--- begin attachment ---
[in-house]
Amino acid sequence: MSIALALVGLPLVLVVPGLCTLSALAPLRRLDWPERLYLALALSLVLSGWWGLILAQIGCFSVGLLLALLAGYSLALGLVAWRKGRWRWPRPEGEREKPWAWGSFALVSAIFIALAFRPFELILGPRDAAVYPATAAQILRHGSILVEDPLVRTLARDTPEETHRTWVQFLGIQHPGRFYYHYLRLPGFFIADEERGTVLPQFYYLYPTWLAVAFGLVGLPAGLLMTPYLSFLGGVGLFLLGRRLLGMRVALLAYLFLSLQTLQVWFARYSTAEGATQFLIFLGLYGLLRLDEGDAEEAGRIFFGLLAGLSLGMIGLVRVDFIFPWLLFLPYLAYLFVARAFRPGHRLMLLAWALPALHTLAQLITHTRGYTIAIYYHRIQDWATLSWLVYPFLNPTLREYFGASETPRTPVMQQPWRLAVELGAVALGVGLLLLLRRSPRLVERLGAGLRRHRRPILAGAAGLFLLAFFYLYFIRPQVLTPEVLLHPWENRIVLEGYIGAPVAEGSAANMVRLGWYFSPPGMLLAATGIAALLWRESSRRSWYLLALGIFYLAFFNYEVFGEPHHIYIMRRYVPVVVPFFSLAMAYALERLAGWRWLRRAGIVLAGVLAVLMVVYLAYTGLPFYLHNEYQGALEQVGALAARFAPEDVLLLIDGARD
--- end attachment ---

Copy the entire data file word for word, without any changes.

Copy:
[in-house]
Amino acid sequence: MSIALALVGLPLVLVVPGLCTLSALAPLRRLDWPERLYLALALSLVLSGWWGLILAQIGCFSVGLLLALLAGYSLALGLVAWRKGRWRWPRPEGEREKPWAWGSFALVSAIFIALAFRPFELILGPRDAAVYPATAAQILRHGSILVEDPLVRTLARDTPEETHRTWVQFLGIQHPGRFYYHYLRLPGFFIADEERGTVLPQFYYLYPTWLAVAFGLVGLPAGLLMTPYLSFLGGVGLFLLGRRLLGMRVALLAYLFLSLQTLQVWFARYSTAEGATQFLIFLGLYGLLRLDEGDAEEAGRIFFGLLAGLSLGMIGLVRVDFIFPWLLFLPYLAYLFVARAFRPGHRLMLLAWALPALHTLAQLITHTRGYTIAIYYHRIQDWATLSWLVYPFLNPTLREYFGASETPRTPVMQQPWRLAVELGAVALGVGLLLLLRRSPRLVERLGAGLRRHRRPILAGAAGLFLLAFFYLYFIRPQVLTPEVLLHPWENRIVLEGYIGAPVAEGSAANMVRLGWYFSPPGMLLAATGIAALLWRESSRRSWYLLALGIFYLAFFNYEVFGEPHHIYIMRRYVPVVVPFFSLAMAYALERLAGWRWLRRAGIVLAGVLAVLMVVYLAYTGLPFYLHNEYQGALEQVGALAARFAPEDVLLLIDGARD